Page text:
Generally, brominated flame retardants have rather low acute toxicity, that is, they must be exposed to high concentrations to suffer immediate pathological consequences. Despite this, prolonged exposure to these toxic agents can lead to various health problems
After the short scientific parenthesis, we see that plastic isn’t safe around food, even if is a part of our daily basis and is present everywhere, if we can’t remove it from our food habits there are are ways we can prevent too much exposure and damage.
How they are released
The release of the most common chemicals present in plastics is favored by the presence of animal fats such as dairy products, vegetable oils, and alcohol. High temperatures from beverages and acidity also seem to favor the destruction of plastic materials.
Phthalates, PBA and PBB are immediately recognized by the body as harmful, and since it is not possible to metabolize and expel them, as a defense mechanism they rest in the fat tissue.
The U.S. Department of Health issues these guidelines:
Discard containers containing BPA that have scratches, even minimal, as they will wear out faster and release more harmful chemicals
Do not heat or put the plastic containers in contact with hot food and drinks, as the release is amplified
I strongly advise not to reuse too many 3D printed objects that come in contact with food, especially hot drinks.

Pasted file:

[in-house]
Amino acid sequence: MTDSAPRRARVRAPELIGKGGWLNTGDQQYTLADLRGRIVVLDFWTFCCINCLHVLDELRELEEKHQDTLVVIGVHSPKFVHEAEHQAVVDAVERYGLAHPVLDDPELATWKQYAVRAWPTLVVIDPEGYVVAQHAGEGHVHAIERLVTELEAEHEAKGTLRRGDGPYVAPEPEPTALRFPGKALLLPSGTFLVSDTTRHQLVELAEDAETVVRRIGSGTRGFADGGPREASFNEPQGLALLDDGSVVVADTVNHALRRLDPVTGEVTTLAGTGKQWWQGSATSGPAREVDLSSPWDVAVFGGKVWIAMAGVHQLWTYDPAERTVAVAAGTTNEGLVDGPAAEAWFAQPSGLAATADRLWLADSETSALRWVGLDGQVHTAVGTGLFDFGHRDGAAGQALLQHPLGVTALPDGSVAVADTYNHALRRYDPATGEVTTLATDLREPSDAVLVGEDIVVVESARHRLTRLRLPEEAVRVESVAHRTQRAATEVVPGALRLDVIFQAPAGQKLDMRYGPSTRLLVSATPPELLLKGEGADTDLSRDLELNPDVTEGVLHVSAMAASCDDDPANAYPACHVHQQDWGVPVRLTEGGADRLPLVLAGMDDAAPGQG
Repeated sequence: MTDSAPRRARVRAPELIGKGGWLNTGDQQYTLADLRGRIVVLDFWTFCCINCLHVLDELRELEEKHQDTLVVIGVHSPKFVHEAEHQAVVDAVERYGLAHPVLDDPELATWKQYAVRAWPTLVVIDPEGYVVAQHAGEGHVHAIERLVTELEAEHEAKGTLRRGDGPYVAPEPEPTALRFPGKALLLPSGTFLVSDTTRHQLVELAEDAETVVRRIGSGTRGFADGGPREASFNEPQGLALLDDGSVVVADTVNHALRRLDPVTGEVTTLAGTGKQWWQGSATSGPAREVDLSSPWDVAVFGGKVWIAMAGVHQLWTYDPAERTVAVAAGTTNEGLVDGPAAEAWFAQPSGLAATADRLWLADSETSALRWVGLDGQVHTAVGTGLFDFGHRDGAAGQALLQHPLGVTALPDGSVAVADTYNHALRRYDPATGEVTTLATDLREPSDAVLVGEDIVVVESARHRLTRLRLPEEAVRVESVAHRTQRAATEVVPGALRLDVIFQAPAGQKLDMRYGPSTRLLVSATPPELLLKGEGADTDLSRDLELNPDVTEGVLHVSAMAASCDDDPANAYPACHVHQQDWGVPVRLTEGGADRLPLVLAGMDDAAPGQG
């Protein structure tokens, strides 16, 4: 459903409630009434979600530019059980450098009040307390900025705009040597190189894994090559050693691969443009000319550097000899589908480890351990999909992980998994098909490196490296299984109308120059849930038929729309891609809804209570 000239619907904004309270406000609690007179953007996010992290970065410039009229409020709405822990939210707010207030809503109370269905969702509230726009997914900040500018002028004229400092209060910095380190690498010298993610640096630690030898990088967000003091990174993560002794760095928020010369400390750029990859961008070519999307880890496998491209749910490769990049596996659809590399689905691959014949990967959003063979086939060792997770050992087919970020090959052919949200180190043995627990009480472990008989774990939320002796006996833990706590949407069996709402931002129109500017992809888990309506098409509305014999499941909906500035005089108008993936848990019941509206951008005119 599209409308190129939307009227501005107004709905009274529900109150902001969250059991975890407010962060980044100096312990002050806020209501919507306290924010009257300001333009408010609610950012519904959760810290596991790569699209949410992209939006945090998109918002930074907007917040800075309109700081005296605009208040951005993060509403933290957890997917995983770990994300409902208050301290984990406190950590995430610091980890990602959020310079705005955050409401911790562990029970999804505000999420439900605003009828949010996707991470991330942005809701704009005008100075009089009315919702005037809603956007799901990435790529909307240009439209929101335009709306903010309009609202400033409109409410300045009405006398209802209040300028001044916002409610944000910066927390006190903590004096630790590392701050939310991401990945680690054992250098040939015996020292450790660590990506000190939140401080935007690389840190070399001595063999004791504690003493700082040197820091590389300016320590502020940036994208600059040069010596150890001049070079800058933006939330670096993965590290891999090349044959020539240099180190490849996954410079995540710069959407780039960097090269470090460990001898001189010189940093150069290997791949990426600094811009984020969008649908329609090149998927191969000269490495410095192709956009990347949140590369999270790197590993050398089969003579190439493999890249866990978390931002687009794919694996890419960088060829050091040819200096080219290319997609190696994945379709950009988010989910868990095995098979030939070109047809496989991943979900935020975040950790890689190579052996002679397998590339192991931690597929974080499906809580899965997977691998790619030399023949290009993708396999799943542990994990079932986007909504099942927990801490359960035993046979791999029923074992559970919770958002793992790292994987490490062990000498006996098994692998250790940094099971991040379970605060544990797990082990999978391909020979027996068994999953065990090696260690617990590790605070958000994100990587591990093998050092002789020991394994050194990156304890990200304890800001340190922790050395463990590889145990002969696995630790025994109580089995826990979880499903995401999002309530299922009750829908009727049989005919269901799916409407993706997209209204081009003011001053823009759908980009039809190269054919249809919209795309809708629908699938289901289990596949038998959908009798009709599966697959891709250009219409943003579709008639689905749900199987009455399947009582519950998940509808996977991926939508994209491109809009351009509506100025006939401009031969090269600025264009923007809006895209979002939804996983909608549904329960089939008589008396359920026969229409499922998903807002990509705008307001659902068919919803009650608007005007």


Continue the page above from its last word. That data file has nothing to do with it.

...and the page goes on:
Food safe coating for 3D printing
In my opinion, the best alternative is to coat your printed objects
Essentially you cand do it in 2 ways :
There as lots of epoxy resins that are very durable, heat resistant and FDA approved, just avoid mixing them with color additives. I generally use this :
Is FDA approved and does a great job!
This is the easiest solution, it’s not that hard to use like epoxy resin, also work great for covering holes in your print to make it watertight.
The most important thing is that there are lots of vendors dedicated only to 3D printing post-production.
If you choose to not coat your print then it’s better to stay safe and avoid nasty materials like ABS.
PLA is generally food-safe, and when I say generally because you need to find a filament without colorants and additives. Usually, it’s used to make packaging. If you need an object that stays in contact with solid food for a short time is great. Usually, in applications like cookie cutters, it fits for the purpose.
Polyethylene Terephthalate is the standard material used to create plastic bottles or other typical food containers. It is known to be totally food safe! One of the main advantages of this material is that it can be totally recycled. I try to reduce my temperature as much as possible to reduce the release of harmful chemicals
First of all, plastic is very prone to host bacterias, and cleaning them requires more attention. We must use warm water and antibacterial soap to ensure maximum cleanliness.
It’s not dishwasher safe unless you coat them with epoxy resin which in this case should withstand the high temperatures.
Avoid brass nozzles: they can contain lead so it’s much better using a steel one.
Limit time contact with food
In my opinion is the most important aspect, limiting the use of printed objects in the kitchen.
I hope this article helped you understand better what are the risk and the correct measures to take. I don’t want to stop you from using your 3D printed objects, but just take the correct measures when handling them around food. If you need a lid for your Tupperware or a funnel to use with cold drinks go ahead! But don’t put hot soup in a 3D printed bowl.